"To college, perhaps. I've got a cousin in Columbia College."

"I wish I knew enough to go to college," said Phil; "but I only know a little Latin, and no Greek at all."

"Well, I never cared much about Latin or Greek, myself. I presume you are thinking about a business position?"

"Yes, I shall try to get a place."

"You may find a little time necessary to find one. However, you are, no doubt, able to pay your board for awhile."

"For a short time," said Phil.

"Well, I may be able to help you to a place. I know a good many prominent business men."

"I should be grateful to you for any help of that kind," said Phil, deciding that he was in luck to meet with such a friend.

"Don't mention it. I have had to struggle myself--in earlier days--though at present I am well fixed. What is your name?"

"Philip Brent."

"Good! My name is Lionel Lake. Sorry I haven't got any cards. Perhaps I may have one in my pocket-book. Let me see!"

Mr. Lake opened his porte-monnaie and uttered a exclamation of surprise.

"By Jove!" he said, "I am in a fix."

Phil looked at him inquiringly.

"I took out a roll of bills at the house of my aunt, where I stayed last night," explained Mr. Lake, "and must have neglected to replace them."

"I hope you have not lost them," said Phil politely.

"Oh, no; my aunt will find them and take care of them for me, so that I shall get them back. The trouble is that I am left temporarily without funds."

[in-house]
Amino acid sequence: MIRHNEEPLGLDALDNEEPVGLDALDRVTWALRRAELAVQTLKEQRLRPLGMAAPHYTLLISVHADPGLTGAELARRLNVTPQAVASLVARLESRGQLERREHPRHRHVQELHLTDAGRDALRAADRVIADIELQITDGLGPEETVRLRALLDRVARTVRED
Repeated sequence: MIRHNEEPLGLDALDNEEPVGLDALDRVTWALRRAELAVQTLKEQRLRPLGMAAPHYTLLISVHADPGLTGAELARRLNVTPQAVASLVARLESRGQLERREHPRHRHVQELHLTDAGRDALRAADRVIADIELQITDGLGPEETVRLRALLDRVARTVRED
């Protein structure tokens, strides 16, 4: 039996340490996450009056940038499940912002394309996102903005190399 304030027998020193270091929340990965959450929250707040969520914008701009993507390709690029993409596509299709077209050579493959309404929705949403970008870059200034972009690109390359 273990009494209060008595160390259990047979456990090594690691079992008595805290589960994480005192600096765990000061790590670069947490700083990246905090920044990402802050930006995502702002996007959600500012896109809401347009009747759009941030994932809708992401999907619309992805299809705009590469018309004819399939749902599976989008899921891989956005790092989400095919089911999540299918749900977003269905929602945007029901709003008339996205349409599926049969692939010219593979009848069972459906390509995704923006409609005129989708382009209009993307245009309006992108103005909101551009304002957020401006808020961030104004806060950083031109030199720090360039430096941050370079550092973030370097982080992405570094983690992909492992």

"But you can get money in the city," suggested Phil.

"No doubt; only it is necessary for me to stay over a train ten miles short of the city."

Mr. Lionel Lake seemed very much perplexed.

"If I knew some one in the cars," he said reflectively.

It did occur to Phil to offer to loan him something, but the scantiness of his own resources warned him that it would not be prudent, so he remained silent.

Finally Mr. Lake appeared to have an idea.

"Have you got five dollars, Philip?" he said familiarly.

"Yes, sir," answered Philip slowly.

"Then I'll make a proposal. Lend it to me and I will give you this ring as security. It is worth twenty-five dollars easily."

He drew from his vest-pocket a neat gold ring, with some sort of a stone in the setting.

"There!" said Mr. Lake, "I'll give you this ring and my address, and you can bring it to my office to-morrow morning. I'll give you back the five dollars and one dollar for the accommodation. That's good interest, isn't it?"

"But I might keep the ring and sell it," suggested Phil.

"Oh, I am not afraid. You look honest. I will trust you," said the young man, in a careless, off-hand manner. "Say, is it a bargain?"

"Yes," answered Phil.

It occurred to him that he could not earn a dollar more easily. Besides, he would be doing a favor to this very polite young man.

"All right, then!"

Five dollars of Phil's scanty hoard was handed to Mr. Lake, who, in return, gave Phil the ring, which he put on his finger.

He also handed Phil a scrap of paper, on which he penciled:

"LIONEL LAKE, No. 237 Broadway."

"I'm ever so much obliged," he said. "Good-by. I get out at the next station."

Phil was congratulating himself on his good stroke of business, when the conductor entered the car, followed by a young lady. When they came to where Phil was seated, the young lady said:

"That is my ring on that boy's finger?"

"Aha! we've found the thief, then!" said the conductor. "Boy, give up the ring you stole from this young lady!"

As he spoke he placed his hand on Phil's shoulder.

"Stole!" repeated Phil, gasping. "I don't understand you."

"Oh, yes, you do!" said the conductor roughly. _

Read next: Chapter 5. An Overbearing Conductor

Read previous: Chapter 3. Phil's Sudden Resolution